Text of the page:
Past the glow of the White Castle sign, near the third stop on the L train at the beginning of Kingsland Avenue lies a foreboding campus of miscellaneous old, dark, abandoned buildings: namely, the old Greenpoint Hospital, built in 1914 and closed in 1982, later a homeless men's shelter, and now the subject of community debate and (somewhat stalled?) developer bids to create affordable and senior housing. Most of it is cordoned off with rusty fencing that has become intertwined with tree trunks and tall weeds.
Despite the nearby housing projects, desolate park and darkening sky, we went skulking around outside on Friday night.
We didn't have to break in to see the inside of the Greenpoint Hospital Outpatient Department - the former clinic has been taken over by the community organization St. Nick's Alliance, who have devoted the entire Garden Level of the building to gallery space, retaining much of the original character of the hospital facilities...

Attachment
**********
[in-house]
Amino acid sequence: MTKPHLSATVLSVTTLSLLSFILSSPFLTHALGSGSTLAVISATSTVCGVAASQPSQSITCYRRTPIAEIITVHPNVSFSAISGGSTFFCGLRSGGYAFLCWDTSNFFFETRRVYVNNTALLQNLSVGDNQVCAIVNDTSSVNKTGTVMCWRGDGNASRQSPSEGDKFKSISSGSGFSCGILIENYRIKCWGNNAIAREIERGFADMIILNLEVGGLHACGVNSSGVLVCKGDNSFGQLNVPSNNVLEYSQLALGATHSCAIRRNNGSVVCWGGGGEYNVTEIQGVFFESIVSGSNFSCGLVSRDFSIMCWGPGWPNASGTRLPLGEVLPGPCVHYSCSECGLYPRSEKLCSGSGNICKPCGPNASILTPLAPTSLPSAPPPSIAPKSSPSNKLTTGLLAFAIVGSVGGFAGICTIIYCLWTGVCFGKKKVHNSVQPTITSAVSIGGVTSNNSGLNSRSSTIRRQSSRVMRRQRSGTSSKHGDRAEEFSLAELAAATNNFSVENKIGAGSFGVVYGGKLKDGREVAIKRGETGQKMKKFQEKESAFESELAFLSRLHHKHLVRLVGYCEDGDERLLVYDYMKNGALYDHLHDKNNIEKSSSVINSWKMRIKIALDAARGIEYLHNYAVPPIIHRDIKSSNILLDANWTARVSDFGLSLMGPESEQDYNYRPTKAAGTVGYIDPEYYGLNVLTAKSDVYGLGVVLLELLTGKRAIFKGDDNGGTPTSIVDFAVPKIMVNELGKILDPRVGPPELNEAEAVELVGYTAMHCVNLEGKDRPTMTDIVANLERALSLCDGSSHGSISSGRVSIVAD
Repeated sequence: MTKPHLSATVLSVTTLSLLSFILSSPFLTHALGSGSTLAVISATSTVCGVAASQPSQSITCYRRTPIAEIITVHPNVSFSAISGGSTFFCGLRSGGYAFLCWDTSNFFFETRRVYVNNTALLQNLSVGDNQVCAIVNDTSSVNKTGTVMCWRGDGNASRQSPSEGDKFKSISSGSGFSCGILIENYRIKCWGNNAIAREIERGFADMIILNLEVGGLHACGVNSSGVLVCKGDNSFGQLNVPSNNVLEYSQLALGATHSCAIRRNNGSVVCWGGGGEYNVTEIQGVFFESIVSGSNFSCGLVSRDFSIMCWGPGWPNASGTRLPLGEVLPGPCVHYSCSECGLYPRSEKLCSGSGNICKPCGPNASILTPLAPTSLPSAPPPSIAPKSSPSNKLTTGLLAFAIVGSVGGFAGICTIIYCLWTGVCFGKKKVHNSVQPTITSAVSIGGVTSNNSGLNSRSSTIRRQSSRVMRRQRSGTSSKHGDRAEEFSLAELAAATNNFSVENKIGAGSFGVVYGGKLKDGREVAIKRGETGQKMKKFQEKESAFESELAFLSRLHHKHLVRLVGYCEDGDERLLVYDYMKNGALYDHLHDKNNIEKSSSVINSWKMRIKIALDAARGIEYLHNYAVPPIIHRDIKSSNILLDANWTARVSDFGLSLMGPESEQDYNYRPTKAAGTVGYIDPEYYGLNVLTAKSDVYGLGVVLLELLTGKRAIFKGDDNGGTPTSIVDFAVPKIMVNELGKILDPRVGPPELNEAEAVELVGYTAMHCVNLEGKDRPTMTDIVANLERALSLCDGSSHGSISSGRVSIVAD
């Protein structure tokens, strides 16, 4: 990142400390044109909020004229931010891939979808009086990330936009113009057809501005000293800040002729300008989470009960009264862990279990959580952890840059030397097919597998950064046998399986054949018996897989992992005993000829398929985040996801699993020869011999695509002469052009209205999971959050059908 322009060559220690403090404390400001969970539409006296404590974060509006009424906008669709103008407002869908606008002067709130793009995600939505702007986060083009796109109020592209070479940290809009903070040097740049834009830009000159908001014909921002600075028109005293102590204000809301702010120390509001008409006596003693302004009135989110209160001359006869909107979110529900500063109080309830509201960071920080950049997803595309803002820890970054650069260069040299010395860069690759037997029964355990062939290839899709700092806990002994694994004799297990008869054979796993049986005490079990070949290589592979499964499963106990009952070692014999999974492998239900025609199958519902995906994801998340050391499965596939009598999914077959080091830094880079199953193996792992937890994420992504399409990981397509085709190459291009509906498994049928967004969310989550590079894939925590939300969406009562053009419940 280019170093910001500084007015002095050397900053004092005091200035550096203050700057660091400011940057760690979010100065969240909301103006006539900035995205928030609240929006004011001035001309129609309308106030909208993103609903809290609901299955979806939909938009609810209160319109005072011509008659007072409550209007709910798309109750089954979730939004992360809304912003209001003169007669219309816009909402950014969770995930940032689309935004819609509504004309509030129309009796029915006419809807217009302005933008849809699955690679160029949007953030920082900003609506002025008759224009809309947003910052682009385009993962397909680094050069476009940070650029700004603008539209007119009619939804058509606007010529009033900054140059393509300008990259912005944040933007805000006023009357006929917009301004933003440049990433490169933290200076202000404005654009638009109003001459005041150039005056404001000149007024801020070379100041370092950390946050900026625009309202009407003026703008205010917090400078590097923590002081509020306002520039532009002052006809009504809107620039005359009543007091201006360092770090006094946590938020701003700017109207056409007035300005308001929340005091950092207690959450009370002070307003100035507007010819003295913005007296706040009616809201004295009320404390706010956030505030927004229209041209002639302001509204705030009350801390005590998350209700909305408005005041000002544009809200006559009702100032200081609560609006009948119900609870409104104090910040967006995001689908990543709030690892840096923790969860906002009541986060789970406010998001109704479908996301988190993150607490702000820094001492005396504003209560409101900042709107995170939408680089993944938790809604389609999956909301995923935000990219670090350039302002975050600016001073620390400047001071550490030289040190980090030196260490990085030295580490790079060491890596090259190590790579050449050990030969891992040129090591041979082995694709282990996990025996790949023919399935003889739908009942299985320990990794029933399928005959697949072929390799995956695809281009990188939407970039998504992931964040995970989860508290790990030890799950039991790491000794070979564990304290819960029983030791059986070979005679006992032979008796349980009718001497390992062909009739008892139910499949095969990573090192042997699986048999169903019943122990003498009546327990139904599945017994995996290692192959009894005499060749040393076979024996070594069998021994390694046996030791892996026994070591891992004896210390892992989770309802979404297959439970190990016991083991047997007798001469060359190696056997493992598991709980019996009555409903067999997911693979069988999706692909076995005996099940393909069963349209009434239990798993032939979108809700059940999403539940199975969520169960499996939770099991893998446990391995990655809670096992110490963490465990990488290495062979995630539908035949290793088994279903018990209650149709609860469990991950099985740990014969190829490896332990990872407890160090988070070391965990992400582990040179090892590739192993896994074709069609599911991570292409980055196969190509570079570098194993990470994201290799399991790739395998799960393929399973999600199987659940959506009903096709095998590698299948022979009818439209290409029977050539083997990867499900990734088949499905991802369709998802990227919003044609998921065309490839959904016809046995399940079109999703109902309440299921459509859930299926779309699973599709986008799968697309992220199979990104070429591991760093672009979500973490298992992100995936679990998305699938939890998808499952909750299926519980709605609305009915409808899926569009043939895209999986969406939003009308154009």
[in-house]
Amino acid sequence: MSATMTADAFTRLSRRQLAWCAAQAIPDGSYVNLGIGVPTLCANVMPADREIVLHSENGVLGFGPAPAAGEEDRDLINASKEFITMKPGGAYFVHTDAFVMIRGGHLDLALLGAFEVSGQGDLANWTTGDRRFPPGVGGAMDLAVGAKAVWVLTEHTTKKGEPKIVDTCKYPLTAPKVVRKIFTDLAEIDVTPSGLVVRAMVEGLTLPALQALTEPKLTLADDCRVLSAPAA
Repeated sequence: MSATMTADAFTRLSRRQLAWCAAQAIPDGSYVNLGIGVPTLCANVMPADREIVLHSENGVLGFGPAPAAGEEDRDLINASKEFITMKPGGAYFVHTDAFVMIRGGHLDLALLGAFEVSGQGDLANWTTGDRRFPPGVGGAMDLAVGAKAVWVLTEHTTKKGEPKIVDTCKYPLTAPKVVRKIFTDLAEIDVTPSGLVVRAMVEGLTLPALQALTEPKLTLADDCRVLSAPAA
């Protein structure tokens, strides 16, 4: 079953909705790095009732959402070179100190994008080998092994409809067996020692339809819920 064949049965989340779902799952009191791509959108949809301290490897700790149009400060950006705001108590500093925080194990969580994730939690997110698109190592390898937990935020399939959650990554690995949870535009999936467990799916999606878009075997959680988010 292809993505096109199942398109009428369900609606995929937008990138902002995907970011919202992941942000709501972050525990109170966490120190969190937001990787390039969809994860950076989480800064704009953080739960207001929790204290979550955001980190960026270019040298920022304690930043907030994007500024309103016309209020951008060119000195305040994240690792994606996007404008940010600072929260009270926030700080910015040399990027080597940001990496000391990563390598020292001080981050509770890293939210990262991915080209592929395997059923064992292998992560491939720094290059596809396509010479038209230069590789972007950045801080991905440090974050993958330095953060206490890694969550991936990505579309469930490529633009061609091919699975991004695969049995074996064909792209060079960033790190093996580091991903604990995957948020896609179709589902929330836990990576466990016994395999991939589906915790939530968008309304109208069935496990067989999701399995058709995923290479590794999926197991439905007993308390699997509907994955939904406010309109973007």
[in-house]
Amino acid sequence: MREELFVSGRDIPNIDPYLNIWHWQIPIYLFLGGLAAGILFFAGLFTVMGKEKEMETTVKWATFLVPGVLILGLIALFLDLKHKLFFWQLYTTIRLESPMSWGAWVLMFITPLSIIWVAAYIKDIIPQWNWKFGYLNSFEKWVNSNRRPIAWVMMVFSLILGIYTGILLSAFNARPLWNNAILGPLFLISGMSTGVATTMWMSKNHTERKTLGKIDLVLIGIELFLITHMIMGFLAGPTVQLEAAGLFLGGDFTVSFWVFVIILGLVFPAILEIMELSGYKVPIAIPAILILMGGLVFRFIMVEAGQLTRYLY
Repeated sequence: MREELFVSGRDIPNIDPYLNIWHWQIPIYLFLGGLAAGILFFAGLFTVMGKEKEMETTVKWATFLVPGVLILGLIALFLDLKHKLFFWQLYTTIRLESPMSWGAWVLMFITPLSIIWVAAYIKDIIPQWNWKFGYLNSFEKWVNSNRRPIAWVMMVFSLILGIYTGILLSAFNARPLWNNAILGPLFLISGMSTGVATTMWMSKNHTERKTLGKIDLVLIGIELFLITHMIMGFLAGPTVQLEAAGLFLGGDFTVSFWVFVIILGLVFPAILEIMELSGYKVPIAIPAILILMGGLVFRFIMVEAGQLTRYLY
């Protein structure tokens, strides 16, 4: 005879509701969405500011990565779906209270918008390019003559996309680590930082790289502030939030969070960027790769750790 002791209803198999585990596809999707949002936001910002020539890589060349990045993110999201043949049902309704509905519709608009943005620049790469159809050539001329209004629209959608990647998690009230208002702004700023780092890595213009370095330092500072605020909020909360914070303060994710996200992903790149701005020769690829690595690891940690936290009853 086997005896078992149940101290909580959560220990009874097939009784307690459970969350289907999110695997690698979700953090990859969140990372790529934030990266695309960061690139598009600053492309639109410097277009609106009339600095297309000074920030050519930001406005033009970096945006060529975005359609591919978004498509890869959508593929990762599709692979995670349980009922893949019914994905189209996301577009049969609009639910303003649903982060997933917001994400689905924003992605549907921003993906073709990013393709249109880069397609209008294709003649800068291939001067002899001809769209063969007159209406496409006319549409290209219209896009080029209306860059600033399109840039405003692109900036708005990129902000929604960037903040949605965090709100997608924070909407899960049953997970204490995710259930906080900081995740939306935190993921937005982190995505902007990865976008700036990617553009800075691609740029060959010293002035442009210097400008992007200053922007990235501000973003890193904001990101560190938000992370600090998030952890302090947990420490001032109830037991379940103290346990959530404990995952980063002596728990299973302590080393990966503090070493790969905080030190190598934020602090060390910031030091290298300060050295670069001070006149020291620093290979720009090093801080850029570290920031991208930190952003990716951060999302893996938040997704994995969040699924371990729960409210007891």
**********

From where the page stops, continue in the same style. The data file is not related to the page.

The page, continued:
...and, in some cases, a liberal coat of new white paint.
In other cases, you could count the multicolored layers of paint like rings in a tree trunk.
Although the night we visited, the space was crawling with artists and North Brooklyn hipsters swigging beer and swilling wine as they nibbled on cheese and ham cubes, there were still plenty of dark corners to explore...
...and the subtle remnants of humanity amidst the institutional vestiges.
I can't think of a better place to hang your art than in the green-tiled shower stall of an abandoned hospital. Of course, for me, the shower stall is the art.
Check out Forgotten NY's post on East Williamsburg and the Greenpoint Hospital complex.
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